'There will be Games in Pyeongchang or there will be no Games,' Canada's Dick Pound says
2018 Winter Olympics will go ahead despite U.S. equivocation, Russia ban and military tensions in the region
The U.S. State Department sounded enthusiastic, but fell short Friday of saying definitively whether the United States will send its athletes to compete at the upcoming Winter Olympic Games in South Korea.
Tweeting that it looked "forward to cheering on @TeamUSA," it also said it supported South Korea's efforts to make sure that "a safe and successful winter games will take place."
It was the third time this week someone speaking for the Trump administration had come up just short of telling athletes and Olympic fans what they wanted to hear.
Only minutes after walking away from the podium from her daily briefing on Thursday did White House spokesperson Sarah Huckabee Sanders seem to realize her comments about the Games were producing "breaking news" headlines.
She quickly tweeted out an update that softened the impact of her comments.
UPDATE: After saying “no official decision has been made” on whether U.S. athletes would participate in the Winter Olympics, Sarah Sanders says "the U.S. looks forward to participating in the Winter Olympics in South Korea." <a href="https://t.co/QVGTEHdx95">pic.twitter.com/QVGTEHdx95</a>—@NBCNews
However, that clarification too fell short of a firm commitment, and U.S. ambassador to the United Nations Nikki Haley had suggested on Fox News the night before that a final decision still hadn't been made.
Russia sanctioned for doping
While the U.S. equivocation is because of continued tensions between North Korea and the Trump administration, it came the same week Russia learned it's been banned by the International Olympic Committee (IOC) from sending a team at all. That's the IOC's penalty against Russia for not only knowing it sent dirty athletes to the Games in Sochi, but for co-ordinating the doping effort at its own labs.
And for reasons connected neither to doping nor diplomacy, but worries over potential injury and insurance costs, the NHL has already announced its athletes won't be going to South Korea.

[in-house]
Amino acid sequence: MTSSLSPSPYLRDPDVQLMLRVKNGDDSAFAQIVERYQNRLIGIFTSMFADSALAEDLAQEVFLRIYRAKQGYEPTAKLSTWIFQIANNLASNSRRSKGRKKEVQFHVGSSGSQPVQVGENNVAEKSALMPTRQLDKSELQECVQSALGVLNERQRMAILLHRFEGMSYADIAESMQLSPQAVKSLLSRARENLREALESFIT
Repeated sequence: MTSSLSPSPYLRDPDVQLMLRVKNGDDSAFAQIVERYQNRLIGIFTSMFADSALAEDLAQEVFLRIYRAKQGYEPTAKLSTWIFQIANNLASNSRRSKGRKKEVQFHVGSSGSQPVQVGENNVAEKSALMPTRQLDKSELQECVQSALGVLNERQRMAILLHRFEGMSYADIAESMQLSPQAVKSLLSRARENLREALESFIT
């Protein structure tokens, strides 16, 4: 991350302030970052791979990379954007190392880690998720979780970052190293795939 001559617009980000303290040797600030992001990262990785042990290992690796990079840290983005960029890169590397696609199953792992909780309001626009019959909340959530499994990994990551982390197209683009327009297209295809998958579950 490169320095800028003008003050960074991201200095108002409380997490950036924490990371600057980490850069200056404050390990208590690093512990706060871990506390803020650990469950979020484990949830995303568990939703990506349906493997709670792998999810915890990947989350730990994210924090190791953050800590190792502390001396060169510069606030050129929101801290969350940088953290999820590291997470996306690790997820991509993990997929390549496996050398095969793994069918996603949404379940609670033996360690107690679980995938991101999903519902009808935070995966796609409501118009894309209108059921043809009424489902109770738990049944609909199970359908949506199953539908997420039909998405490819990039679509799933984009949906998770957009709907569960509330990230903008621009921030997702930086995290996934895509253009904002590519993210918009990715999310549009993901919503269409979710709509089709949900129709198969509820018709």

Just under two months before they even start, have these already become the Games with an asterisk?
"I don't think so," says Montreal's Dick Pound, the first president of the World Anti-Doping Agency and a current IOC member.
He says that in contrast with the 1968 Games when East German athletes were rumoured to be cheating, but no one could prove it, the IOC had to act on what it learned about Russia at the 2014 Games in Sochi.
"This is the outcome of the exposure of a very tawdry system of cheating in sport, basically in real time. We didn't have to wait for the fall of the Berlin Wall to get the information. So, this is what you would expect for misbehaviour in sport," he said in an interview for this week's edition of The Investigators (Saturday at 9:30 p.m. ET and Sunday at 5:30 p.m. ET on CBC News Network).
Russian athletes who've never failed a drug test can still compete, but any medals they win won't count toward a Russia total, nor will the Russian anthem be played.
Pound says whether Russia will still try to find a way to cheat is a fair question given its history.
"The tampering, if that's what it would be, would be if they can slip in some athletes that have been doped."
Past the deadline
Yet even outside the spectre of the Games themselves is the continued military tension in the area. Pound believes beyond an actual military strike or direct attack, there's no reason to move the Games to another country.
"I don't think you can allow yourself to get run off the hosting of an event of this character simply because there are some belligerents out there. North Korea is trying to show that it punches above its weight in the nuclear age, but they also understand that if they do anything … too far, they will be annihilated."
Having said that, he says the deadline to be able to move the Games has already passed.
"There will be Games in Pyeongchang, or there will be no Games. Period."
Diana Swain will be part of the CBC News reporting team in South Korea. Contact her @firstname.lastname@example.org.
Also this week on The Investigatorswith Diana Swain, Mark Kelley of The Fifth Estate talks about what his undercover investigation at Canadian casinos revealed and Tom Rosenstiel, executive director of the American Press Institute talks about ABC News' decision to suspend its leading investigative reporter, Brian Ross.